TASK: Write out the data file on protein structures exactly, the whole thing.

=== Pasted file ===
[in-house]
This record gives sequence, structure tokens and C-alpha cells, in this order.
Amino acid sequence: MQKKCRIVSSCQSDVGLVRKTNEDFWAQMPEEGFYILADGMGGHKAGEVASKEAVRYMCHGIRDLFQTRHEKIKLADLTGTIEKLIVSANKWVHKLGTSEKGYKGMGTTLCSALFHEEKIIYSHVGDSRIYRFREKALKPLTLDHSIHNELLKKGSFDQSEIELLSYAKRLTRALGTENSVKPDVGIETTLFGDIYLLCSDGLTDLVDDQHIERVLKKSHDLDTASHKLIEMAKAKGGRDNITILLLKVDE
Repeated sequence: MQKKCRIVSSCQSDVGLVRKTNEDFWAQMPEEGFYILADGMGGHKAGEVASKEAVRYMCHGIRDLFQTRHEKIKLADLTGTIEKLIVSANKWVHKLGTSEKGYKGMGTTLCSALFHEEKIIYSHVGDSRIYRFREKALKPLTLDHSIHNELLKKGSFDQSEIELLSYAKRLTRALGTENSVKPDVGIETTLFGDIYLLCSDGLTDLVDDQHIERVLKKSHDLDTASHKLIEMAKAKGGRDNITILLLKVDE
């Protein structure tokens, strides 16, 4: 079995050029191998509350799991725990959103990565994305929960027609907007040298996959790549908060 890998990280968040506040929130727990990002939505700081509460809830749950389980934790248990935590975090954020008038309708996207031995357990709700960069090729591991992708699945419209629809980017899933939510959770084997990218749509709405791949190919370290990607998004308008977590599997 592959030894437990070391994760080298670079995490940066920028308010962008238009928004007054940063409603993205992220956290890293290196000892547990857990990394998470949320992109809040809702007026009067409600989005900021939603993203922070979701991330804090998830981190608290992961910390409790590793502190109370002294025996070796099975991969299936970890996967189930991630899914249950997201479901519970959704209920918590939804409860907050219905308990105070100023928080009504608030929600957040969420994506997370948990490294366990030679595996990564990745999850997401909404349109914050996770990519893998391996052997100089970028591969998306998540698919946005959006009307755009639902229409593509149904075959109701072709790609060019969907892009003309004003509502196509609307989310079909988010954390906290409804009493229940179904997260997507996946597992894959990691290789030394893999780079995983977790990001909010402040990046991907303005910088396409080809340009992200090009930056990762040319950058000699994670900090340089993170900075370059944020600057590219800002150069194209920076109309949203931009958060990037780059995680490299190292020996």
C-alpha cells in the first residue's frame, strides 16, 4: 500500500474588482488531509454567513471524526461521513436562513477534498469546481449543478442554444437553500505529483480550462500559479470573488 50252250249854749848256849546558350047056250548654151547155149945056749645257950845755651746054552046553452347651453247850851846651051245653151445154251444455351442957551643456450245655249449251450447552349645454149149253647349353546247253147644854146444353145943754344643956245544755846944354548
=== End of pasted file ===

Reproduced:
[in-house]
This record gives sequence, structure tokens and C-alpha cells, in this order.
Amino acid sequence: MQKKCRIVSSCQSDVGLVRKTNEDFWAQMPEEGFYILADGMGGHKAGEVASKEAVRYMCHGIRDLFQTRHEKIKLADLTGTIEKLIVSANKWVHKLGTSEKGYKGMGTTLCSALFHEEKIIYSHVGDSRIYRFREKALKPLTLDHSIHNELLKKGSFDQSEIELLSYAKRLTRALGTENSVKPDVGIETTLFGDIYLLCSDGLTDLVDDQHIERVLKKSHDLDTASHKLIEMAKAKGGRDNITILLLKVDE
Repeated sequence: MQKKCRIVSSCQSDVGLVRKTNEDFWAQMPEEGFYILADGMGGHKAGEVASKEAVRYMCHGIRDLFQTRHEKIKLADLTGTIEKLIVSANKWVHKLGTSEKGYKGMGTTLCSALFHEEKIIYSHVGDSRIYRFREKALKPLTLDHSIHNELLKKGSFDQSEIELLSYAKRLTRALGTENSVKPDVGIETTLFGDIYLLCSDGLTDLVDDQHIERVLKKSHDLDTASHKLIEMAKAKGGRDNITILLLKVDE
């Protein structure tokens, strides 16, 4: 079995050029191998509350799991725990959103990565994305929960027609907007040298996959790549908060 890998990280968040506040929130727990990002939505700081509460809830749950389980934790248990935590975090954020008038309708996207031995357990709700960069090729591991992708699945419209629809980017899933939510959770084997990218749509709405791949190919370290990607998004308008977590599997 592959030894437990070391994760080298670079995490940066920028308010962008238009928004007054940063409603993205992220956290890293290196000892547990857990990394998470949320992109809040809702007026009067409600989005900021939603993203922070979701991330804090998830981190608290992961910390409790590793502190109370002294025996070796099975991969299936970890996967189930991630899914249950997201479901519970959704209920918590939804409860907050219905308990105070100023928080009504608030929600957040969420994506997370948990490294366990030679595996990564990745999850997401909404349109914050996770990519893998391996052997100089970028591969998306998540698919946005959006009307755009639902229409593509149904075959109701072709790609060019969907892009003309004003509502196509609307989310079909988010954390906290409804009493229940179904997260997507996946597992894959990691290789030394893999780079995983977790990001909010402040990046991907303005910088396409080809340009992200090009930056990762040319950058000699994670900090340089993170900075370059944020600057590219800002150069194209920076109309949203931009958060990037780059995680490299190292020996």
C-alpha cells in the first residue's frame, strides 16, 4: 500500500474588482488531509454567513471524526461521513436562513477534498469546481449543478442554444437553500505529483480550462500559479470573488 50252250249854749848256849546558350047056250548654151547155149945056749645257950845755651746054552046553452347651453247850851846651051245653151445154251444455351442957551643456450245655249449251450447552349645454149149253647349353546247253147644854146444353145943754344643956245544755846944354548